In response to the coronavirus, the Fullerton City Council voted 4-1 (Whitaker “no”) to enact a temporary eviction moratorium for residential (including single family, multi-family and mobile homes), commercial, nonprofit and certain hotel/motel tenants.
This urgency ordinance would prohibit a landlord from initiating proceedings or otherwise taking steps to evict a tenant for nonpayment of rent if the tenant demonstrates that the inability to pay rent is due to Covid-19.
Providing tenants with short-term protection from eviction due to the inability to pay rent will help stabilize the rental housing market by reducing displacement. During this state of emergency, and in the interests of protecting the public health and preventing transmission of the coronavirus, it is essential to avoid unnecessary displacement of tenants. To that end, prohibiting evictions on a temporary basis is important until the spread of the virus can be minimized and the emergency restrictions lifted.
In order to take advantage of the protections provided in the ordinance, both residential and commercial tenants are required to, within 30 days after the rent is due: (1) notify the landlord “in writing” that they are unable to pay all or a portion of their rent due to Covid-19-related financial impacts, and (2) provide documentation. “In writing” includes email or text communications to a landlord or the landlord’s representative with whom the tenant has previously corresponded by email or text.
If rent is late for an additional month, tenants are still covered for rent deferral if they’ve notified the landlord with documentation the first time the rent was overdue. Because of this, it is essential to submit the notification and initial documentation within 30 days of the first time rent is late, which will qualify the tenant to defer additional months of rent if necessary.
Nothing in the urgency ordinance is intended to waive or remove a tenant’s obligation to pay back rent owed once this ordinance is no longer in effect. The tenant, whether residential or commercial, will still owe rent for the month(s) missed and in no way does this action create any city, state or federal government expectation or obligation to pay any rent on behalf of a tenant. The City recommends that tenants pay what they can pay versus not paying at all, to lessen the extra they will have to pay when things return to normal. It is also better to send the notice to the landlord as soon as possible after rent is due (the state suggests 7 days), to show good faith and intention in communicating. It is possible that some landlords will not yet be aware of the Fullerton ordinance, especially if they are out of town.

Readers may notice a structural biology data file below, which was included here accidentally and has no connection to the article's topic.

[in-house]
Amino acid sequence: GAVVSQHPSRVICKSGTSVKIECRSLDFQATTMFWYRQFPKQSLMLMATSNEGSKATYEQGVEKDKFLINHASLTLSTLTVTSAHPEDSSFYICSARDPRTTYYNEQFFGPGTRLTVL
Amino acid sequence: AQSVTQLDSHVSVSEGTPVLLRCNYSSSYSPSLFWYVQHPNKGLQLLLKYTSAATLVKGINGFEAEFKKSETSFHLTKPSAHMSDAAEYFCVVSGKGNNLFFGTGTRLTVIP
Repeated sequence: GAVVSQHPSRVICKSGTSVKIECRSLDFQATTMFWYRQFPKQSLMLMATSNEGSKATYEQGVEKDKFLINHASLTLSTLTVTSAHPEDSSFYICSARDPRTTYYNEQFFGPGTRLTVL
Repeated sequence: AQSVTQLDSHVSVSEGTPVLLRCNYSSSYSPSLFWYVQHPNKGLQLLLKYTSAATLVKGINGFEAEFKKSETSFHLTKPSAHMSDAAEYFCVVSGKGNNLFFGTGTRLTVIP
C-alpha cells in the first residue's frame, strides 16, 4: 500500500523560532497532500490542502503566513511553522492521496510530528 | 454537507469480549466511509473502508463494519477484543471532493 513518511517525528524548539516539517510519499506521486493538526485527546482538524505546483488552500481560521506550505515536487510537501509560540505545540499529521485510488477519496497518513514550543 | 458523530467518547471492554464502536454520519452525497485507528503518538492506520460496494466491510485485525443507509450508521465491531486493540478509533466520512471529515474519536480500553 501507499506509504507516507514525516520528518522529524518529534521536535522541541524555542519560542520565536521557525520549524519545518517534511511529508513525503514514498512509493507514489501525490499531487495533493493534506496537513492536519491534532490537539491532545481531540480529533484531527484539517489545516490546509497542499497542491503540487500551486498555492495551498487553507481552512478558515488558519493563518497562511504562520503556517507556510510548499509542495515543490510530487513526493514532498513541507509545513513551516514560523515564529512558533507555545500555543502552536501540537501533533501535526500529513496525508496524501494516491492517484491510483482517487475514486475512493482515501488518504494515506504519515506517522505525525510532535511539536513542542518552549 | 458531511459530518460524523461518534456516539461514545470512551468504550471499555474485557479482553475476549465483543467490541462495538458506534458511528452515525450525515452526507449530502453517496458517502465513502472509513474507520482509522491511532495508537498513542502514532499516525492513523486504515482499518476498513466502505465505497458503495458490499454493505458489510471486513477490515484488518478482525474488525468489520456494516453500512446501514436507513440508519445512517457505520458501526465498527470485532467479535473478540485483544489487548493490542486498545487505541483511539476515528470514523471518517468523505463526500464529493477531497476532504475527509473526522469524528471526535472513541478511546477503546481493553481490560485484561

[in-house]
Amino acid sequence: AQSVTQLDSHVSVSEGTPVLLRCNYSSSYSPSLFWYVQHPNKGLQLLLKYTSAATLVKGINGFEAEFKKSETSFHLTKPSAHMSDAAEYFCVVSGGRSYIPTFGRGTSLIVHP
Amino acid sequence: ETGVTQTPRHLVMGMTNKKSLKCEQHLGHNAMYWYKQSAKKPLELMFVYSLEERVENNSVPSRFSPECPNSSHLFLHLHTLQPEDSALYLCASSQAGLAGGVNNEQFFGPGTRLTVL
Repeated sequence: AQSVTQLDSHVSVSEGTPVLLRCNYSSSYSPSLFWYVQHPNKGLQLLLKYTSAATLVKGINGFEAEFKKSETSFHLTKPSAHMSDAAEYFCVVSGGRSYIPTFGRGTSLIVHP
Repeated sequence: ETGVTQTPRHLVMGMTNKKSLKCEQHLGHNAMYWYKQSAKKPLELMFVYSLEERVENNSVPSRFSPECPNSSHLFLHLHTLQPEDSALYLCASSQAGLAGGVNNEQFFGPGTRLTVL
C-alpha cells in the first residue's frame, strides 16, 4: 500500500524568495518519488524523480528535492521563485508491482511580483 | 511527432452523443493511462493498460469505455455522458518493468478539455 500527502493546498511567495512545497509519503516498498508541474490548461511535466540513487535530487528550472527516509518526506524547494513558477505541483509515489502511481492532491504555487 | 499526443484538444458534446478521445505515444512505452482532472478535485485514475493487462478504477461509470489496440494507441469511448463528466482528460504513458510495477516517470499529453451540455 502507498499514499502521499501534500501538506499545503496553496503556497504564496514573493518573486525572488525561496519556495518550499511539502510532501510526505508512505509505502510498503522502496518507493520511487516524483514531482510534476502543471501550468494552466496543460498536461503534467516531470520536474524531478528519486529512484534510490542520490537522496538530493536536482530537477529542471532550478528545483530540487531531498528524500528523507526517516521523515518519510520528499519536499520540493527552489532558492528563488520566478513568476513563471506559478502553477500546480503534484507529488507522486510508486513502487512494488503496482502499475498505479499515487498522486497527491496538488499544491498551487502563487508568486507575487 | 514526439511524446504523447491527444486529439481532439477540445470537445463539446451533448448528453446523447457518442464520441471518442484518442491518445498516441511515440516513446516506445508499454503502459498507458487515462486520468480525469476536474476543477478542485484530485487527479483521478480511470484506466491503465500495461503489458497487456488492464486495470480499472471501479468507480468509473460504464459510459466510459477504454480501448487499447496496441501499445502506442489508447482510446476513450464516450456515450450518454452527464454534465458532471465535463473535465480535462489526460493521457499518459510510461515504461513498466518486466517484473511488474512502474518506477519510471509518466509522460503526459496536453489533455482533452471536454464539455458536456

The ordinance provides that a tenant will have up to 180 days after May 31, 2020 to pay any unpaid rent, unless there are state extensions or unless extended in writing between the landlord and tenant. No late fees, costs or other penalties shall be assessed or due from the tenant based on the delay in paying rent as provided for in this ordinance. The Moratorium on eviction remains in effect until the expiration of the Governor’s Executive Order N-28-20, May 31, 2020, including any extensions. The executive order specifically allows for any city ordinance enacted prior to the state order of March 27, to remain in effect. Fullerton’s ordinance of March 26th qualifies, and is more beneficial to tenants with the six month repayment timeline, and it also covers commercial tenants.
There will also be some relief, non-municipal, for landlords with financial difficulties due to Covid-19. For landlords who still have mortgages, several big banks, as well as the federal government, have announced mortgage forbearance, and the Orange County Assessor is allowing payment deferral of property tax bills if property owners can validate Covid-19 impacts.
Other local cities which have passed similar resolutions or ordinances are as follows:
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